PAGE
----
So, with many missions it went like this: I'd start the mission (On Recruit, because the game's frustrating enough even on the lowest difficulty), start on my merry way, and then something would happen that would kill one of the six troops. Now, I had to choose, should I try to continue the mission, or restart (or reload a quick save) and try to keep that soldier alive? With low-level recruits, I usually chose to continue, but with higher-level soldiers and specialists, it sometimes wasn't worth it to continue, because they had some ability or weapon that would be useful in later missions. So, each mission tended to be a torturous series of decisions where I was left choosing between going through the mission, perhaps ending with everyone dead but a single soldier (and be left without the option of using the high-level soldiers or specialists in later missions) or going entirely with recruits and never having the high skill and special abilities of other soldiers, which made the mission more difficult even though the soldiers were expendable. Or, most often, I would start with six soldiers, but as soon as one or two died, I’d restart the mission rather than continuing on, perhaps finishing the level, but never have the chance to use those dead soldiers for the rest of the game. With some levels, this went on to the point where I had to load or restart a dozen times just to finish the damn thing.

And I realized, that most of the time I was playing, actually wasn't having that much fun. Charging enemies usually just got my soldiers killed, cautiously advancing made my indicator start going red so I knew there were enemies around, but didn't know where (which was more nerve-racking than not knowing at all, and also added a degree of unrealism to the game, because last I checked there was no such thing as a "spider-sense"-like indicator that told the general direction of enemies with 100% accuracy, but went to a non-specific "danger mode" when enemies were close), or going very slowly and cautiously, which was more often than not simply nerve-racking, especially since my fragile soldier's body would fall to bullets if I didn't shoot quick enough. Then, if any of my soldiers actually did die, more often than not it meant I'd have to restart or load the game again, and go through the ponderous process again.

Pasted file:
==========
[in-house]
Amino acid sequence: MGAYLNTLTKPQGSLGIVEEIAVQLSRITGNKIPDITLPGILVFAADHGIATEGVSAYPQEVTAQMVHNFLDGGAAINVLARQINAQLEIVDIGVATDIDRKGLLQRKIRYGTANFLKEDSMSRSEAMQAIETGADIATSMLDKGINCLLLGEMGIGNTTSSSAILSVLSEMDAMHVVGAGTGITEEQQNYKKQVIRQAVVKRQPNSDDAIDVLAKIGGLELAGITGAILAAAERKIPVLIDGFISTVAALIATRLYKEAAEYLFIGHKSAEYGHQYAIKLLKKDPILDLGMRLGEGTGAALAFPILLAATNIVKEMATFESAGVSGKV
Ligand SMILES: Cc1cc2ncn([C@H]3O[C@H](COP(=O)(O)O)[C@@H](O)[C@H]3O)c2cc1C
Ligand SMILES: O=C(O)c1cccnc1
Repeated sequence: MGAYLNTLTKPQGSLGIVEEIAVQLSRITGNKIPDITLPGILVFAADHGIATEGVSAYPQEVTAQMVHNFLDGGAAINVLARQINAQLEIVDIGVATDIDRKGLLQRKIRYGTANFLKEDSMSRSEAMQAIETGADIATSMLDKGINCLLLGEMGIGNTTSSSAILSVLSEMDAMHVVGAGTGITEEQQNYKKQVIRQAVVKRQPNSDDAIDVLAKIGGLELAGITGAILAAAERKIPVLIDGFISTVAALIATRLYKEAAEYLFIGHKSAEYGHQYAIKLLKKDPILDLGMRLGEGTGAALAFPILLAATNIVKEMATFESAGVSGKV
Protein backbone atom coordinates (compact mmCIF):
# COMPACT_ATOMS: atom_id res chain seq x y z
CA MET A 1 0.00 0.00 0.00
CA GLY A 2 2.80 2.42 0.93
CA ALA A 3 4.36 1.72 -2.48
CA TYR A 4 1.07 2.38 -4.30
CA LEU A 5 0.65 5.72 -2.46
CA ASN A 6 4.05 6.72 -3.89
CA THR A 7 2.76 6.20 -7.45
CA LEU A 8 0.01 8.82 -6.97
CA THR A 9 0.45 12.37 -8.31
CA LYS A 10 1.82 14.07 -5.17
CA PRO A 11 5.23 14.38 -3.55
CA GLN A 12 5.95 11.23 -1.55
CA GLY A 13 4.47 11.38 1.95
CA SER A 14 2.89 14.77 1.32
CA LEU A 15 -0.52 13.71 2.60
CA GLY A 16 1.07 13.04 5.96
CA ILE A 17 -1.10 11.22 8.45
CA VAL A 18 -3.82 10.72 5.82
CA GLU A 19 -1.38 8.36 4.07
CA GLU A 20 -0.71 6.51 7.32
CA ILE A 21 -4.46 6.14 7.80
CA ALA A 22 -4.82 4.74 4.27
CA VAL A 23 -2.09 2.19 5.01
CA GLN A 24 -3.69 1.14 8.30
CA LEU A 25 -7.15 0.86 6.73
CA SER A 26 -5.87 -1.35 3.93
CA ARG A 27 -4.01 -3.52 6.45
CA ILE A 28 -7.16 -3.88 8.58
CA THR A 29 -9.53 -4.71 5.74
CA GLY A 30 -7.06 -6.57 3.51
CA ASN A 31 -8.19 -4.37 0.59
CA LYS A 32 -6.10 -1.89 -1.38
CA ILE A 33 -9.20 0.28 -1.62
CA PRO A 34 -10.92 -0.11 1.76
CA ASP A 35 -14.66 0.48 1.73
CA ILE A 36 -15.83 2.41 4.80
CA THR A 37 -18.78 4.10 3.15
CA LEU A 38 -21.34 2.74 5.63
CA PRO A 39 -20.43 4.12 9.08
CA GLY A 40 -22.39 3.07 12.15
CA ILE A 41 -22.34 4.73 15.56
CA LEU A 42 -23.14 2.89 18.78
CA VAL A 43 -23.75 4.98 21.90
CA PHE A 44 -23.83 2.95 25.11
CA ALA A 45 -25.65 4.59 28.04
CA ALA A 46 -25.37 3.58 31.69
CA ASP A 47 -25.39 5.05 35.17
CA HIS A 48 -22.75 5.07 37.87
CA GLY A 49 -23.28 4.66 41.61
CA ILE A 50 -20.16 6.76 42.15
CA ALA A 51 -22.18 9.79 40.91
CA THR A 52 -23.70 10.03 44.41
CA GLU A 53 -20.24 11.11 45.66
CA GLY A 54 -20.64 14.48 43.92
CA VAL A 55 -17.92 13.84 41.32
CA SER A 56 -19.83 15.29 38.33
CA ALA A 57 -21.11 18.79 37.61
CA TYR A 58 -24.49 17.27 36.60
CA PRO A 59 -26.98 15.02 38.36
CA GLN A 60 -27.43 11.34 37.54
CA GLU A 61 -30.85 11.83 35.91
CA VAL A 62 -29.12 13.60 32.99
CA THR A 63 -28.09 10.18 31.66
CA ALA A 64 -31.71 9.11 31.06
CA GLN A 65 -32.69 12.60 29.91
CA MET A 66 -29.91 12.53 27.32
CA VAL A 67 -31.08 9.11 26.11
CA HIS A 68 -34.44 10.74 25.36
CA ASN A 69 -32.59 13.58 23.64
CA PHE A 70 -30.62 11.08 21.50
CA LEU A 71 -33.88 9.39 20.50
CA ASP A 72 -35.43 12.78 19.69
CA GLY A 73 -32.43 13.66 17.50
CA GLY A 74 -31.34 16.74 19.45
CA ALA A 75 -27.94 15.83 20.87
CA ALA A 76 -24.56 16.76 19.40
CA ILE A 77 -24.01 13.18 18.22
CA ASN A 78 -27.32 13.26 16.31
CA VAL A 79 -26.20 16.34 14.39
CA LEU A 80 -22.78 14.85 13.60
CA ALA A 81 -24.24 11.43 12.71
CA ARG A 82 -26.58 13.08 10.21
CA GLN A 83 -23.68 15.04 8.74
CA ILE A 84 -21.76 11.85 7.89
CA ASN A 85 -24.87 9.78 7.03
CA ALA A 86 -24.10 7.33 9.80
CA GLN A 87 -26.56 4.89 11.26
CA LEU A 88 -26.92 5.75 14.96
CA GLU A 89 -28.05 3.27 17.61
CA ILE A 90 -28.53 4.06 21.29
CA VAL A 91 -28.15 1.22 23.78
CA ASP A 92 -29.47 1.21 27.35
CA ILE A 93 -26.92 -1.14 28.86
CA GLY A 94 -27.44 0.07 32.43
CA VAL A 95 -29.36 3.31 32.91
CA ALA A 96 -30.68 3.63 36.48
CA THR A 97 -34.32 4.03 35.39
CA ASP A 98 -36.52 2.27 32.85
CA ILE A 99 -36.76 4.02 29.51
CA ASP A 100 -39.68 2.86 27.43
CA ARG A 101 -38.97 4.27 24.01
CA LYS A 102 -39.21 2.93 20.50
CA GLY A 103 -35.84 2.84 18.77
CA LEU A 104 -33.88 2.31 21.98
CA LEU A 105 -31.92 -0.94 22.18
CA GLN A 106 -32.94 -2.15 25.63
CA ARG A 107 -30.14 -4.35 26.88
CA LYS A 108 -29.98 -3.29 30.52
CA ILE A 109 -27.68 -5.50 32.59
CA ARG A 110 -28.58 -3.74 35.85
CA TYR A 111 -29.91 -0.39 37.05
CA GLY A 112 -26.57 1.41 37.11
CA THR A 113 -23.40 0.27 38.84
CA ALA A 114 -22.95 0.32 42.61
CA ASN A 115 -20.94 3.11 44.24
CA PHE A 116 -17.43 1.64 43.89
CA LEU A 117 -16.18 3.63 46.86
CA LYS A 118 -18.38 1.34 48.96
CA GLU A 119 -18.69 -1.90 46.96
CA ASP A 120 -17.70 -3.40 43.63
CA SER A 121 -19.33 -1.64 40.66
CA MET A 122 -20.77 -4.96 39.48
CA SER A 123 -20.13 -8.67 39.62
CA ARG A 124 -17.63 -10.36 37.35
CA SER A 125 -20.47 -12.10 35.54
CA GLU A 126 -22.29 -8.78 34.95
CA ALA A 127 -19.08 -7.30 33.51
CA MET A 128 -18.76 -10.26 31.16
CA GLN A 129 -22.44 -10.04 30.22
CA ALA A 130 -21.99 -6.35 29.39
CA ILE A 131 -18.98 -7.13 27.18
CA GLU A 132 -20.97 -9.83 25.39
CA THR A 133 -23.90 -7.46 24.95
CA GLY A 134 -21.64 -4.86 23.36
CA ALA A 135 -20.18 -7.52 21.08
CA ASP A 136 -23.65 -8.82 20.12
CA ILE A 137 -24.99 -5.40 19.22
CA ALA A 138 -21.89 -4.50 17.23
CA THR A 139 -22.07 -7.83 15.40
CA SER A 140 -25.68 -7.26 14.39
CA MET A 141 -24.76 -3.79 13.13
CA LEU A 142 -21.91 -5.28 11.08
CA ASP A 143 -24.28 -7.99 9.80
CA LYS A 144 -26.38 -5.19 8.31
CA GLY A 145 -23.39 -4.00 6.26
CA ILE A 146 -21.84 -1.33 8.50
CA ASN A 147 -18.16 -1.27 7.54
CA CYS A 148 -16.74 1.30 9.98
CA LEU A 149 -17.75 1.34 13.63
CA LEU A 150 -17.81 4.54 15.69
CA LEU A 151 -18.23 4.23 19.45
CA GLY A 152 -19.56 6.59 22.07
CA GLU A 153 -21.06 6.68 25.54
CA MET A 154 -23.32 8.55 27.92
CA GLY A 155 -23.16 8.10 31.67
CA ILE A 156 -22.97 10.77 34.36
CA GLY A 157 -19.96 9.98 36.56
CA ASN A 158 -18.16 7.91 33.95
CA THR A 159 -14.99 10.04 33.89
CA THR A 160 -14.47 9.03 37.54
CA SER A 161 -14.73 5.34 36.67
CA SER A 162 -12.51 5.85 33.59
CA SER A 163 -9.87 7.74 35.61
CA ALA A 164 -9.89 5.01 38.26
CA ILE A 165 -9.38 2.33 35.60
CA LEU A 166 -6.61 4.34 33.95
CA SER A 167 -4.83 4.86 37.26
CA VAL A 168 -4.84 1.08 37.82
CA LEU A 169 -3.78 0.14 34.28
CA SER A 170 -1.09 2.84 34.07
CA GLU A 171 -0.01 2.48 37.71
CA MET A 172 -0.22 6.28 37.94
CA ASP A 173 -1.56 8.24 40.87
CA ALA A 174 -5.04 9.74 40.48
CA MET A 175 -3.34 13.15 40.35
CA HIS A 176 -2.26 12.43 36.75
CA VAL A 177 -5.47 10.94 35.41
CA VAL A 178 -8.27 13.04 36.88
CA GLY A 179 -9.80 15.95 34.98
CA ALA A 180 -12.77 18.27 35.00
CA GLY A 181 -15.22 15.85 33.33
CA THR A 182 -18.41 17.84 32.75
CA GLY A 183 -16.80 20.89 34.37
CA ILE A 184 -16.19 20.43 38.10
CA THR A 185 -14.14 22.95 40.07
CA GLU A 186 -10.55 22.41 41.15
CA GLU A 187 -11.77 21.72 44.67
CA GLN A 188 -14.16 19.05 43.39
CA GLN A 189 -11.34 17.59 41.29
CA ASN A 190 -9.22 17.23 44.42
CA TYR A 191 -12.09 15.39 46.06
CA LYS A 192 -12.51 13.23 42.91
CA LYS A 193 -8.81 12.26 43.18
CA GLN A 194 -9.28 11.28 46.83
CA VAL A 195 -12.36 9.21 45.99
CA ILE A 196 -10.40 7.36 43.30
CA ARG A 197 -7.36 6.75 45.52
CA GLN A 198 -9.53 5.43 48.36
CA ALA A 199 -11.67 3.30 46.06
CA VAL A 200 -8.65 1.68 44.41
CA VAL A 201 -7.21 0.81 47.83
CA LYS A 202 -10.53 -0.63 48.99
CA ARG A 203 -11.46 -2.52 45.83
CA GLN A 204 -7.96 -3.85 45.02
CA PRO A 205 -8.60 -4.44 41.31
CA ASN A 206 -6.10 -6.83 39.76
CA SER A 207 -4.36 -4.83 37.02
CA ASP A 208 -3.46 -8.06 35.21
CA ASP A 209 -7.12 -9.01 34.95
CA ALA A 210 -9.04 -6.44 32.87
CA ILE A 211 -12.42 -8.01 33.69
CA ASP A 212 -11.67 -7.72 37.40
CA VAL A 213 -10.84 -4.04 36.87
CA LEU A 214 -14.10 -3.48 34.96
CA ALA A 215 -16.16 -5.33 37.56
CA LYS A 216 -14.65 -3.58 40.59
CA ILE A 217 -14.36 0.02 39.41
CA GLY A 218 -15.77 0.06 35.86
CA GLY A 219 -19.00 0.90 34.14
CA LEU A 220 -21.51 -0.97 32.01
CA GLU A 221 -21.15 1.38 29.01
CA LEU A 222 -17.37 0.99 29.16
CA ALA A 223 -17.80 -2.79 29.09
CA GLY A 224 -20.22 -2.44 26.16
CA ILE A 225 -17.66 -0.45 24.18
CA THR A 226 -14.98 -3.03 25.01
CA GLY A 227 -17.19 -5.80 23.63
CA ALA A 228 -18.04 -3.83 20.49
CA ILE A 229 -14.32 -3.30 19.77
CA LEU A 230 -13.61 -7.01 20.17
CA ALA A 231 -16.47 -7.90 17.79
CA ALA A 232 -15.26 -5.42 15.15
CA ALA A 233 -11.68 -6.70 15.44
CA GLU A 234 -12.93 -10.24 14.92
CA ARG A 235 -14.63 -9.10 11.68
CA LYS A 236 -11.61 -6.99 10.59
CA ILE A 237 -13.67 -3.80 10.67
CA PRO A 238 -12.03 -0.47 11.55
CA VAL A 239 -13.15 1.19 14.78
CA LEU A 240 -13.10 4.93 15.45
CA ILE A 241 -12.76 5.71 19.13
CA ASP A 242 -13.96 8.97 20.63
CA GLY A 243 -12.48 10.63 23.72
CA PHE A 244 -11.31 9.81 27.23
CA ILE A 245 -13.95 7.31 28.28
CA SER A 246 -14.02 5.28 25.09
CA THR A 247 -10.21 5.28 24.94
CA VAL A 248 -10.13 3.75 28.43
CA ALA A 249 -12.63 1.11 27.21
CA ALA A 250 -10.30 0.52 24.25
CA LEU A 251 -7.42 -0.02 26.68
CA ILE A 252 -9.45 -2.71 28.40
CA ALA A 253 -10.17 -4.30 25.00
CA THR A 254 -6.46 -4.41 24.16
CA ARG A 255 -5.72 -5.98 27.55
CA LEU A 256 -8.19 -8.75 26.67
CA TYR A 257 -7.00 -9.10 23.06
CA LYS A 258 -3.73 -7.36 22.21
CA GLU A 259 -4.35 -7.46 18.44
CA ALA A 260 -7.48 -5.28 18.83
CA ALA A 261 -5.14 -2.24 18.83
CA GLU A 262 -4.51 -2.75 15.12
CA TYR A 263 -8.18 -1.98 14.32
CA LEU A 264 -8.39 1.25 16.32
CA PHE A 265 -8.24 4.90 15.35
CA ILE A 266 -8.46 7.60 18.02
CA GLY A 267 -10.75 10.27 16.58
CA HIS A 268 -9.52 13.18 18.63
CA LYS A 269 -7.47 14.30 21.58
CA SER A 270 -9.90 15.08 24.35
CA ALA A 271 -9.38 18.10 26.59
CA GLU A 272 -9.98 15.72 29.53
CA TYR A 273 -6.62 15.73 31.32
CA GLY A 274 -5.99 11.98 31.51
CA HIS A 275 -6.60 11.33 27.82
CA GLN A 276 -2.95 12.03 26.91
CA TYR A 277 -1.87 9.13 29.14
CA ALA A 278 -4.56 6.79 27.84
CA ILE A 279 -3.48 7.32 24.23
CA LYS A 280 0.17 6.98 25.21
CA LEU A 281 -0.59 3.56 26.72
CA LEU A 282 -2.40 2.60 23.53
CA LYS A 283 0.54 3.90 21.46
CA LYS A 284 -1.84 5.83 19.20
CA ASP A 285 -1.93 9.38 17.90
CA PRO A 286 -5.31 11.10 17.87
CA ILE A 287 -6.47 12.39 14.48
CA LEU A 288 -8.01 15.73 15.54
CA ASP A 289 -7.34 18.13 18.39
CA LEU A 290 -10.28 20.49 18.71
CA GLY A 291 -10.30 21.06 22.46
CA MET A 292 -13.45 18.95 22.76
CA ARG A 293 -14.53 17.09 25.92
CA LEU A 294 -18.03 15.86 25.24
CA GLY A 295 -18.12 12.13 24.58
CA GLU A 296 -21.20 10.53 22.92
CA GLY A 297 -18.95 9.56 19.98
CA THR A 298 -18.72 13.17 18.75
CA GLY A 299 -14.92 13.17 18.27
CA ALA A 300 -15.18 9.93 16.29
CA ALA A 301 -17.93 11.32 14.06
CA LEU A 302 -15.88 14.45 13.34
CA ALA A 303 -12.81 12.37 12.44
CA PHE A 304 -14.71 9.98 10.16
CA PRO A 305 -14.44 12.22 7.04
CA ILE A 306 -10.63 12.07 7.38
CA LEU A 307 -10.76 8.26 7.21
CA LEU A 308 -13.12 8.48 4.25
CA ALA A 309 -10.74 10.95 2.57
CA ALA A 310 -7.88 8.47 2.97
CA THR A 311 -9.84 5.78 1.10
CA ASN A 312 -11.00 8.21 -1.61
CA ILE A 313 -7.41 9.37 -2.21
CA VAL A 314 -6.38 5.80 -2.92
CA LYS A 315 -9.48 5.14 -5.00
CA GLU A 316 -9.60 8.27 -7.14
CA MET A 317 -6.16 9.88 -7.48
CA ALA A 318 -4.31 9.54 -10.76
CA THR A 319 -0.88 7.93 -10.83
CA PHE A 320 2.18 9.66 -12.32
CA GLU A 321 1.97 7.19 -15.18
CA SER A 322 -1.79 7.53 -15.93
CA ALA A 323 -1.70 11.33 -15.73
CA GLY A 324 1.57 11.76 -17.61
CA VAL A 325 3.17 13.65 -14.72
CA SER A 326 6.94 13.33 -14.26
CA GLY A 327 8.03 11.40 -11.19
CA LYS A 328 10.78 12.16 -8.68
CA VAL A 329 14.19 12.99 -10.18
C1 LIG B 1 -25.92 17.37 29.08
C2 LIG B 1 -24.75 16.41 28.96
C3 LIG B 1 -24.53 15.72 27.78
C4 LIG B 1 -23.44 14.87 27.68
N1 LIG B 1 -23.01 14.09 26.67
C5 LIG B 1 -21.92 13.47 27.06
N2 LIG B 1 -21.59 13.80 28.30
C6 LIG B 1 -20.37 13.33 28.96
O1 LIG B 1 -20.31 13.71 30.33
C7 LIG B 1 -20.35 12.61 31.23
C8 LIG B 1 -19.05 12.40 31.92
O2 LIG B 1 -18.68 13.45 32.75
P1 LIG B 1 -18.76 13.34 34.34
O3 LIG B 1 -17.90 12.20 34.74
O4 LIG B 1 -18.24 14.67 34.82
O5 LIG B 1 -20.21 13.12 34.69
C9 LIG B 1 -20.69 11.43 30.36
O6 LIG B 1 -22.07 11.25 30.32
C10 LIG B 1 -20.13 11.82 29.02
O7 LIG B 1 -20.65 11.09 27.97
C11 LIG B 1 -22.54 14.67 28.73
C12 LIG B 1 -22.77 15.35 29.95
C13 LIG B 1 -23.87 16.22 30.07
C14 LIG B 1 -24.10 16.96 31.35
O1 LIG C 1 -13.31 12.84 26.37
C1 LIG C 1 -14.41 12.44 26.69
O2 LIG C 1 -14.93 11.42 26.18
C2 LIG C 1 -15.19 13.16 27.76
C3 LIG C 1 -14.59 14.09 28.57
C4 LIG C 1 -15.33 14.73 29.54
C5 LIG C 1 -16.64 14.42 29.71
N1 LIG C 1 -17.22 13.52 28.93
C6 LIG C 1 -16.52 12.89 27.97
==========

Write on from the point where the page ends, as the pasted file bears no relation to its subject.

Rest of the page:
The Bottom Line

If there's one thing you can characterize about nearly every game ever made, and computer games in particular, their fun comes from making a player feel powerful. I didn't really feel that in this game, and though I finished it, I didn't have that much fun playing it. Even on the lowest difficulty setting, the soldiers are too intelligent and the controllable characters too weak, but that alone wasn't enough. Rather, the ability to have assistance and backup from AI teammates more often works as a liability since they're usually too powerful to be expendable, but weak enough (and dumb enough, since while their AI is comparable to the enemy's, they're certainly dumber than you) that they don't have a significantly lessened risk of being expended. So, I never really felt powerful while playing the game, and killing soldiers was more a relief that they wouldn't harm my soldiers than an enjoyable act. I also tried some mods after completing the main game, and don’t get me wrong, some of them are expertly constructed, with new missions, weapons, and settings, but they still weren’t very fun because none of them changed the essential dynamic of the game. So, if you're looking for a first person shooter that leans more towards realism than creative license, than perhaps this is the game for you. In fact, you might just as well use it to simulate actually being in the Special Forces, since it's close enough to reality. But, if you're looking for a first person shooter where you can have the opportunity to feel powerful and brave without the game punishing you for even trying, than perhaps something less realistic, like Delta Force: Land Warrior or Delta Force: Xtreme would be more down your alley.